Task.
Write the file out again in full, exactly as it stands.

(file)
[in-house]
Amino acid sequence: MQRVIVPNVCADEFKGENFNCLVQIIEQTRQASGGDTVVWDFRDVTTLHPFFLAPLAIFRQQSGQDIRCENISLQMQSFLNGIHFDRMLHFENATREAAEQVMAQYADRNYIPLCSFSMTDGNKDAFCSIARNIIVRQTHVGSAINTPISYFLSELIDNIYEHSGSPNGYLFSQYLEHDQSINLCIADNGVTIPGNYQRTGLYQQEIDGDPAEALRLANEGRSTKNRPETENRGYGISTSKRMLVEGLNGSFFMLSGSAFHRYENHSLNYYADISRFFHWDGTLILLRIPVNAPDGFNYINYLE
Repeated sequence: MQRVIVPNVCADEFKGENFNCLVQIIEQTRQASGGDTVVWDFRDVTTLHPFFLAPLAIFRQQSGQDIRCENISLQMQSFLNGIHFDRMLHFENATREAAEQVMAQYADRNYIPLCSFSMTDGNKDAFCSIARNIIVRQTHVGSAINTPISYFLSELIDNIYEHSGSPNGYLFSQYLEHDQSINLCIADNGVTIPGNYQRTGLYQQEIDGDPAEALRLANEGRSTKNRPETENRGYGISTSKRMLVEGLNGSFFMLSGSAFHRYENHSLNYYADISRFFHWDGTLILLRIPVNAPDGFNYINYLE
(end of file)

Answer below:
[in-house]
Amino acid sequence: MQRVIVPNVCADEFKGENFNCLVQIIEQTRQASGGDTVVWDFRDVTTLHPFFLAPLAIFRQQSGQDIRCENISLQMQSFLNGIHFDRMLHFENATREAAEQVMAQYADRNYIPLCSFSMTDGNKDAFCSIARNIIVRQTHVGSAINTPISYFLSELIDNIYEHSGSPNGYLFSQYLEHDQSINLCIADNGVTIPGNYQRTGLYQQEIDGDPAEALRLANEGRSTKNRPETENRGYGISTSKRMLVEGLNGSFFMLSGSAFHRYENHSLNYYADISRFFHWDGTLILLRIPVNAPDGFNYINYLE
Repeated sequence: MQRVIVPNVCADEFKGENFNCLVQIIEQTRQASGGDTVVWDFRDVTTLHPFFLAPLAIFRQQSGQDIRCENISLQMQSFLNGIHFDRMLHFENATREAAEQVMAQYADRNYIPLCSFSMTDGNKDAFCSIARNIIVRQTHVGSAINTPISYFLSELIDNIYEHSGSPNGYLFSQYLEHDQSINLCIADNGVTIPGNYQRTGLYQQEIDGDPAEALRLANEGRSTKNRPETENRGYGISTSKRMLVEGLNGSFFMLSGSAFHRYENHSLNYYADISRFFHWDGTLILLRIPVNAPDGFNYINYLE